In Commemoration of Lincoln’s 250th Anniversary
By the fall of 1753, an ambitious, persistent, growing, tight knit band of individuals residing in eastern Concord, westerly Lexington and northern Weston, had labored almost ten years to establish themselves as a separate entity. Their leaders of a sort included (among others) Edward Flint, Simon Dakin and Joseph Brooks of Concord and Benjamin Brown of Weston.
Beginning in February 1734, the separatists had petitioned Concord and the Great and General Court of Massachusetts Bay (the colony’s governing body) to become a town or at least an independent precinct (parish) with its own meeting house and minister. Repeatedly those requests were quickly rebuffed with the exception of the 1735 petition to the General Court presented and supported by the politically connected and socially established Col. John Flint (Edward’s brother), though himself living outside the proposed separation boundaries.
This latter effort received several favorable votes before being dismissed. Unruffled, the rebellious citizens next asked Concord only to allot them monies in the winter months (when poor roads and weather conditions made travel to meeting house impossible), in order that a minister might be hired to preach in private homes. This would alleviate the inability to receive the word of God each Sabbath. But alas, this too was denied.
In each instant, the parent towns of Concord, Lexington and Weston, countered the separation petitions with consistent arguments in citing their opposition: loss of tax revenues; lessening of monies to support their ministers and meeting houses; ruination through loss of land mass; false and invalid claims of deficient roads or insufficient proposals regarding new or improved ways; inaccurate and exaggerated presentations of the problems in attending Sabbath services or other meetings. It was also noted that within the proposed bounds resided families who wished to be exempt from belonging to any new town or precinct. In some instances, these non-petitioners explained that they were closer to existing meeting houses then they would be in either of the suggested new entities.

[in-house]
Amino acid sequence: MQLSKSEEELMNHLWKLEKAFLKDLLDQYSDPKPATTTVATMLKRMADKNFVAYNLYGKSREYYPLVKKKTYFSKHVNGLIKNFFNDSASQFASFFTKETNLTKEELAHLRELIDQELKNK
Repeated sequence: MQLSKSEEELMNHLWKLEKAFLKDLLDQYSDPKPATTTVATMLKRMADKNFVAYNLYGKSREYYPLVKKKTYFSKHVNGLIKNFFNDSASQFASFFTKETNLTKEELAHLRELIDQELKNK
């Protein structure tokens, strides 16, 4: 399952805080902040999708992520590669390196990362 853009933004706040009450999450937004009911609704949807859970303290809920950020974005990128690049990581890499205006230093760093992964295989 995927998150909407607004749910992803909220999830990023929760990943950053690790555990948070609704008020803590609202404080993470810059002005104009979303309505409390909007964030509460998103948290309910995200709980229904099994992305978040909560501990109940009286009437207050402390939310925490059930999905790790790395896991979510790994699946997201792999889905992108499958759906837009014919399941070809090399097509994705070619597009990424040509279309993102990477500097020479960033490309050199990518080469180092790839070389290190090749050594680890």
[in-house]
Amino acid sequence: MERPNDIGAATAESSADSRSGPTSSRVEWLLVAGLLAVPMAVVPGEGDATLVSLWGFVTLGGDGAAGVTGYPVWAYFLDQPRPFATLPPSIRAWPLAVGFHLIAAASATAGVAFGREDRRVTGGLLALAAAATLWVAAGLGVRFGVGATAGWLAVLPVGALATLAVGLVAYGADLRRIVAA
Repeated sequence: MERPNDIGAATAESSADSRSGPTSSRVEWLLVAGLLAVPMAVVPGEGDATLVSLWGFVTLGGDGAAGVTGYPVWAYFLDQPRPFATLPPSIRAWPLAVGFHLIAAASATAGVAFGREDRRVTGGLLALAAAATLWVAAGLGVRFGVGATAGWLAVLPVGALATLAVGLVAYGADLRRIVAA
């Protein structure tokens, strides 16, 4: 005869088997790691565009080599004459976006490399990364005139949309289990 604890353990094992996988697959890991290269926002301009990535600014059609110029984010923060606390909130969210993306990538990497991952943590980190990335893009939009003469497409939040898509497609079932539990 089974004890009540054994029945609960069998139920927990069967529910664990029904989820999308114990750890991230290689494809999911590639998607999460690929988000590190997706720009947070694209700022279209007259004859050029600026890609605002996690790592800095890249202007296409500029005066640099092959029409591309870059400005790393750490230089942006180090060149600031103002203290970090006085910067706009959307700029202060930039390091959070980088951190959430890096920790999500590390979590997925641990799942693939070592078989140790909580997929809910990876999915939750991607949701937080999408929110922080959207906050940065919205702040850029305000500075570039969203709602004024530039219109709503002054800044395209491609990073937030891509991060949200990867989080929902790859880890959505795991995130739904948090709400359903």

The disgruntled citizens continued to press ahead for change, still centering their unhappiness upon travel difficulties that hampered or precluded reaching of the meeting house. This was a major, emotionally charged issue. By the middle of the 18th Century, men had inherited and settled families on land at increased distances from established town centers and the meeting houses. Easterly Concord was no exception. This sprawl with its associated disadvantages caused discontent that then led to requests for assistance and eventually, separation (Littleton, Acton, Bedford, Carlisle for example). Not only were ability to receive the word of God and involvement in governance negatively impacted, but the social life of isolated families, centered in the meeting house -especially for the women – became virtually non-existent.
The final distress that caused fracturing and irreversible relations between petitioners and Concord came with the hiring of the town’s new minister, Rev. Daniel Bliss, in 1738. He was a “new light” of the Great Awakening movement, preaching in an emotional, interactive, dramatic manner all the while presenting the new theology that based salvation and the avoidance of hellfire on travail and conversion. The conservative, “old light” separatists desired no part of Bliss or his church and were not partial to providing funds for either.